Oz the alright, but there are some things that are pretty great…
The 1939 classic The Wizard of Oz is a visual feast. The Technicolor landscape—rich with yellow bricks, blue flying monkeys, and red ruby slippers—fascinated me as a child. Oz the Great and Powerful takes the audience back to this fantasy of saturated color pallets and dreamlike characters. The film will mesmerize children and make the discerning adults wish they could see this film through those young ones’ eyes. Its vision is bold and courageous, while lacking some heart and brains.
James Franco is the small-time circus magician Oscar, better known as Oz. To avoid the consequences of his womanizing, he flees in a hot air balloon. A tornado takes hold of the balloon and Oz awakes in a magical land. He is believed to be the prophesized wizard that will unite the Emerald City, which is under the control of three feuding witch sisters. Oz must decide if he will continue as a sham trickster or take up the mantle of the wizard to bring peace.
If Dorothy’s adventure was a journey of discovery, Oz’s is one of redemption. However, Oz never fully changes, but merely finds a way to better exploit his cons. Franco is able to convince the audience of Oz as a grifter. The role doesn’t fall far from the actor’s laid back reputation. Glinda the Good Witch (Williams) will eventually declare Oz to be a good man, but that remains in question. If her sisters, Theodora (Kunis) and Evanora (Weisz), had stayed attractive instead of turning hideously ugly, would Oz be so steadfastly in love with just Glinda? Franco’s constant smirk always gives suspicion to his intents, even at the end when he should be trustworthy.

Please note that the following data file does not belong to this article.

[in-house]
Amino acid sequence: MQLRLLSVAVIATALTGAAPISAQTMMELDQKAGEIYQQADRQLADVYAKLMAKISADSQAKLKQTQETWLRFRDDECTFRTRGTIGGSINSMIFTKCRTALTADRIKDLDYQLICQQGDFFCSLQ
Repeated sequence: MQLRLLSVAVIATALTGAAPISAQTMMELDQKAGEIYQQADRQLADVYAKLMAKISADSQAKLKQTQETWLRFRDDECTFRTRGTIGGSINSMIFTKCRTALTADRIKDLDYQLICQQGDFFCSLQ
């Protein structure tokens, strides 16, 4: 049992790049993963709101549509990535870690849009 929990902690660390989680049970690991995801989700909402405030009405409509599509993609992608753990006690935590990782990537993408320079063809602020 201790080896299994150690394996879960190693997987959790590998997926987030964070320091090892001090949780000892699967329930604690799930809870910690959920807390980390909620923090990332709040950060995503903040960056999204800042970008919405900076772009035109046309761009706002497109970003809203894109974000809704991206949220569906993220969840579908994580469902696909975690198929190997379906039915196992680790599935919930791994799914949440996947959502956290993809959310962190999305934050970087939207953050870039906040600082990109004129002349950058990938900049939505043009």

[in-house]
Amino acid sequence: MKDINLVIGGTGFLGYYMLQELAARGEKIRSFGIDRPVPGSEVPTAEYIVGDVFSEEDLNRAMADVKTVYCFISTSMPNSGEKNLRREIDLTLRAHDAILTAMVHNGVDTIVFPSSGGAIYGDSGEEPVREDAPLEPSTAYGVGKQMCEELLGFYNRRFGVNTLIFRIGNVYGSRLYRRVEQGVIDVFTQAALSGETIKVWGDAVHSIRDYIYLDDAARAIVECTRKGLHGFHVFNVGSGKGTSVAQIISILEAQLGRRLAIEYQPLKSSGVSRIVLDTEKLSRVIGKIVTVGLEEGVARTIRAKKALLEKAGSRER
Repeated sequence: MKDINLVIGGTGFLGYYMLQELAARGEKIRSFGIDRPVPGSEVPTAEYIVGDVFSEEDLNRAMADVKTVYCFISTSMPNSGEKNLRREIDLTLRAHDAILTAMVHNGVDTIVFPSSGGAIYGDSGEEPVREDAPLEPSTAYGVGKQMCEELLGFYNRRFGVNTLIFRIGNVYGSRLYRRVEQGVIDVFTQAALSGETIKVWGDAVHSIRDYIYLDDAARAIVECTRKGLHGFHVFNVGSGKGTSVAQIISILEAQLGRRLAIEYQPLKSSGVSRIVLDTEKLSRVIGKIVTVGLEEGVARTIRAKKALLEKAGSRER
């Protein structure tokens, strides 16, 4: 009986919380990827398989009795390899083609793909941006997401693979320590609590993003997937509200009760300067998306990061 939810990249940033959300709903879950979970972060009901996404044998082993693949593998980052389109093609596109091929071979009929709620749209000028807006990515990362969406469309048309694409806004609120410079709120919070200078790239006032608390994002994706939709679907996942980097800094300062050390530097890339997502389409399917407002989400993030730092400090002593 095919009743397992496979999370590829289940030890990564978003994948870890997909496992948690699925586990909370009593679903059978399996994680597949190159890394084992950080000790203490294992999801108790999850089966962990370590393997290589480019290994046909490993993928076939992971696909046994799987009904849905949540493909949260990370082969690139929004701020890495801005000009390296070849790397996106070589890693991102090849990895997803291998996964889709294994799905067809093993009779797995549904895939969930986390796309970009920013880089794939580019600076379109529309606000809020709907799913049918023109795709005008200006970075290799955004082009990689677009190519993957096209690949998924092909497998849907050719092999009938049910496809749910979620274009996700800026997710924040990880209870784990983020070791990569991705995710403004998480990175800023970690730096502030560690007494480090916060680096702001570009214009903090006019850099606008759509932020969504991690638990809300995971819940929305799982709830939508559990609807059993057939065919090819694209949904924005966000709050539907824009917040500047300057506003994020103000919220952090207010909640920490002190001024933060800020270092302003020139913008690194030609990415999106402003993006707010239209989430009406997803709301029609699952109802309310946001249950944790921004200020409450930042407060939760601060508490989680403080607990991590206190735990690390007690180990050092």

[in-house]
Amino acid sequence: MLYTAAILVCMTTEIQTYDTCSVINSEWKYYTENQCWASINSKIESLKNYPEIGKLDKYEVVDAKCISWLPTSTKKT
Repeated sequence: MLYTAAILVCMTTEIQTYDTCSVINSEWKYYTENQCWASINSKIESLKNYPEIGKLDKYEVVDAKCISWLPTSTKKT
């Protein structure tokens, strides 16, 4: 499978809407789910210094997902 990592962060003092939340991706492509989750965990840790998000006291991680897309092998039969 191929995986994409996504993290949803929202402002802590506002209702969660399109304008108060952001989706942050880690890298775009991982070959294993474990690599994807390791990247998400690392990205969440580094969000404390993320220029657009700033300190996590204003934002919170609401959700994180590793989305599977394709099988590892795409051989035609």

Part of the problem is in the nature of a prequel. We know Oz is still a bumbling conman when Dorothy eventually arrives. True character development is hindered by needing to sync up with the original. This is a barrier for those in the know to truly invest themselves in the title character. However, there are plenty of set-ups to satisfy long time fans of Oz, though not everything is revealed. Despite not caring much for the future wizard, I did find myself caught up in the film’s backdrop and wondering how certain things will play out to bridge this story to Dorothy’s adventure.
Thankfully, the film finds reasons to focus on non-established characters. There is a town made of china smashed to bits by flying baboons. Here is where the most entertaining character is introduced, a living china doll. She brings sadness, spunk, and laughs. While cute, there is also a creepiness to her fractured skin and stiff movements.
The feuding witches are given a new dimension by fleshing out Evanora, who Dorothy will eventually land a house on. The most interesting of the three sisters, her story carries a tragedy similar to Victor Frankenstein. The audience is told she is wicked, but there is a sadness to her as she comes to terms with the monster she creates; making her a sympathetic villain.
I’m still not convinced there is anything great, powerful, or wonderful about this Oz character, but this land is worth revisiting for its other inhabitants and landscapes. This new vision is twisted like Alice’s Wonderland. The scenery continually spirals from sparkling flowers made of gems to rivers filled with translucent fairies bearing piranha-like jaws. The audience knows what levers are being pulled behind the green screen, but this mildly recommendable movie still manages to create some impressive illusions.